No concerning effects to liver health were observed in the phase 1/2a study.
Fidanacogene elaparvovec is well tolerated in patients with hemophilia B, with mild long-term effects on liver health, according to data from a recent study.1
These data, from a phase 1/2a study (NCT03861273) and a subsequent long-term follow-up (LTFU) study, were presented at the International Society on Thrombosis and Haemostasis (ISTH) 2021 Congress by Lindsey A. George, MD, attending physician, Division of Hematology, Children's Hospital of Philadelphia. The study aimed to evaluate liver health following treatment with fidanacogene elaparvovec, which utilizes a hepatotropic Adeno-associated virus (AAV) vector.
"AAV–based gene therapy for the treatment of hemophilia has generally targeted hepatocytes. As such, liver health is an important aspect of screening assessments for these studies. The hemophilia population has a high percentage of patients with prior hepatitis C (HCV) and/or B (HBV) virus infections, which places additional importance on better understanding the role of AAV gene therapy on long-term liver health,” George and colleagues wrote.
The study enrolled 15 adult male patients with moderate to severe hemophilia B that were administered fidanacogene elaparvovec and 14 into the LTFU. One participant withdrew from the LTFU 3 years post-infusion. Of the participants in the LTFU, 10 had prior resolved HCV and 7 had prior HBV. Patients were followed for between 32 and 60 months.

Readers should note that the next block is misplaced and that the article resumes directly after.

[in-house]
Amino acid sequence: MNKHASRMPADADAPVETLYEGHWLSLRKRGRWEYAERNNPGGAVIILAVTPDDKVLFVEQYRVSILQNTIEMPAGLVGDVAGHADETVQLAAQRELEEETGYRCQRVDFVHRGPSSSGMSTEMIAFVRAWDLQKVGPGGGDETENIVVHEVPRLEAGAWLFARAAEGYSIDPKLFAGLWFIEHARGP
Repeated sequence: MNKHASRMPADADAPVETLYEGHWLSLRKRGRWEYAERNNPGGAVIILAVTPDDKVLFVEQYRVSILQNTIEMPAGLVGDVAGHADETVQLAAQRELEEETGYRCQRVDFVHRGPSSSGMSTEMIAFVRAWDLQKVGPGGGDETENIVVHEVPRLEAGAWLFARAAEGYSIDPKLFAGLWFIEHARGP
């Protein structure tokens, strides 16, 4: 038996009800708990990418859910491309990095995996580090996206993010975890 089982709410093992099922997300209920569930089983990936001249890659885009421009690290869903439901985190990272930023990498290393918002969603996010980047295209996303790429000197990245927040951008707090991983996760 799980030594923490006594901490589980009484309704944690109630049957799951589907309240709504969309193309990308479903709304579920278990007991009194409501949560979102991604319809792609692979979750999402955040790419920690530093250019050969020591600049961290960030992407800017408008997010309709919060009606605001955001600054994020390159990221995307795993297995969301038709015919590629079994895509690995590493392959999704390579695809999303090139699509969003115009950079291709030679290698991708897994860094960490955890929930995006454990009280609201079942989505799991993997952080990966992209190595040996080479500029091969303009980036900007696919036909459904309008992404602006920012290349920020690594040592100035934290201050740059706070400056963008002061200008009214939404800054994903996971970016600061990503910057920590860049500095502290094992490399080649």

Common safety findings included mild sustained elevations of alanine aminotransferase of uncertain etiology. Annual liver ultrasounds were conducted; these revealed fatty liver in 1 participant. No significant elevations in plasma alfa-fetoprotein were observed. Factor IX (FIX) activity has remained relatively stable in all participants.
“With up to 5 years of follow up, fidanacogene elaparvovec continues to be generally well tolerated. Long-term impacts to overall liver health currently appear to be mild in patients with moderately severe/severe hemophilia B. Longer term monitoring is ongoing to consolidate this initial result,” George and colleagues concluded.
Findings from other gene therapies for hemophilia B were also presented at ISTH. These included efficacy findings of AMT-060, which was seen to produce stable FIX expression and sustained reductions in bleeding over 5 years of follow-up.2
Patients that received a 5 x 1012 gc/kg dose of AMT-060 had a mean FIX activity of 5.2% through 5 years compared with patients who received a 2 x 1013 gc/kg dose and had a mean FIX activity of 7.2% through 5 years. Additionally, during the last 12 and 6 months of observation, lower-dose participants had a mean annualized bleeding rate (ABR) of 6.5 and higher-dose patients had a mean ABR of 0.0, representing a 55% and 100% reduction in ABR compared with the year before treatment, respectively.
AMT-060 was also found to be well-tolerated. No participants developed FIX inhibitors or signs of sustained AAV5 capsid-specific T-cell activation. Treatment-related AEs mostly occurred in the first 3.5 months after treatment. These included 3 cases of transient mild alanine aminotransferase. Final 5-year data will be presented at a later date. Study participants will also be able to enroll in a LTFU study over an additional 5 years.